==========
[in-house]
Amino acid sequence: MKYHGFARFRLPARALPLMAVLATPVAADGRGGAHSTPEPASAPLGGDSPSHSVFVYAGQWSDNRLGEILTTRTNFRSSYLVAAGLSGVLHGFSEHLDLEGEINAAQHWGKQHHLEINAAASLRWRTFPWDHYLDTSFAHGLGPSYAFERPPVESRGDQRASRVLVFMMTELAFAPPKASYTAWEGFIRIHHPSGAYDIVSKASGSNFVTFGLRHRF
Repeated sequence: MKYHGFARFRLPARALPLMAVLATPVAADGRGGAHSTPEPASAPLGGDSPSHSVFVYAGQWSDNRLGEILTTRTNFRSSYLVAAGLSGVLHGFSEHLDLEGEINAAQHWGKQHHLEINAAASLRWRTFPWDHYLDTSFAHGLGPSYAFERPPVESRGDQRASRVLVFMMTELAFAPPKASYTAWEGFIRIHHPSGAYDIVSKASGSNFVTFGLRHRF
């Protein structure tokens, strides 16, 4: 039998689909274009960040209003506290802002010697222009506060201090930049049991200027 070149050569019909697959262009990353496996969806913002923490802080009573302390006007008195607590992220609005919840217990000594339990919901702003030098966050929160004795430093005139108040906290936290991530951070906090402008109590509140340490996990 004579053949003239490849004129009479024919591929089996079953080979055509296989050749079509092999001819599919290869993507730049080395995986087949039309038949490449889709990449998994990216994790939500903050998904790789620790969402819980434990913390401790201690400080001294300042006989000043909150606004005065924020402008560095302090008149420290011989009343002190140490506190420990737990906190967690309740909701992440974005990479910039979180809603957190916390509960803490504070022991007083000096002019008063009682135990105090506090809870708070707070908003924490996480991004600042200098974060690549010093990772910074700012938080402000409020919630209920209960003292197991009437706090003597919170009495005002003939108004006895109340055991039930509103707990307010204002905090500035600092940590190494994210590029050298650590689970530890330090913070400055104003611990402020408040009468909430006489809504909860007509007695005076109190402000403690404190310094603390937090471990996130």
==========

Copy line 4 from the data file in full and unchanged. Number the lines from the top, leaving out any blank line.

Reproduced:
């Protein structure tokens, strides 16, 4: 039998689909274009960040209003506290802002010697222009506060201090930049049991200027 070149050569019909697959262009990353496996969806913002923490802080009573302390006007008195607590992220609005919840217990000594339990919901702003030098966050929160004795430093005139108040906290936290991530951070906090402008109590509140340490996990 004579053949003239490849004129009479024919591929089996079953080979055509296989050749079509092999001819599919290869993507730049080395995986087949039309038949490449889709990449998994990216994790939500903050998904790789620790969402819980434990913390401790201690400080001294300042006989000043909150606004005065924020402008560095302090008149420290011989009343002190140490506190420990737990906190967690309740909701992440974005990479910039979180809603957190916390509960803490504070022991007083000096002019008063009682135990105090506090809870708070707070908003924490996480991004600042200098974060690549010093990772910074700012938080402000409020919630209920209960003292197991009437706090003597919170009495005002003939108004006895109340055991039930509103707990307010204002905090500035600092940590190494994210590029050298650590689970530890330090913070400055104003611990402020408040009468909430006489809504909860007509007695005076109190402000403690404190310094603390937090471990996130």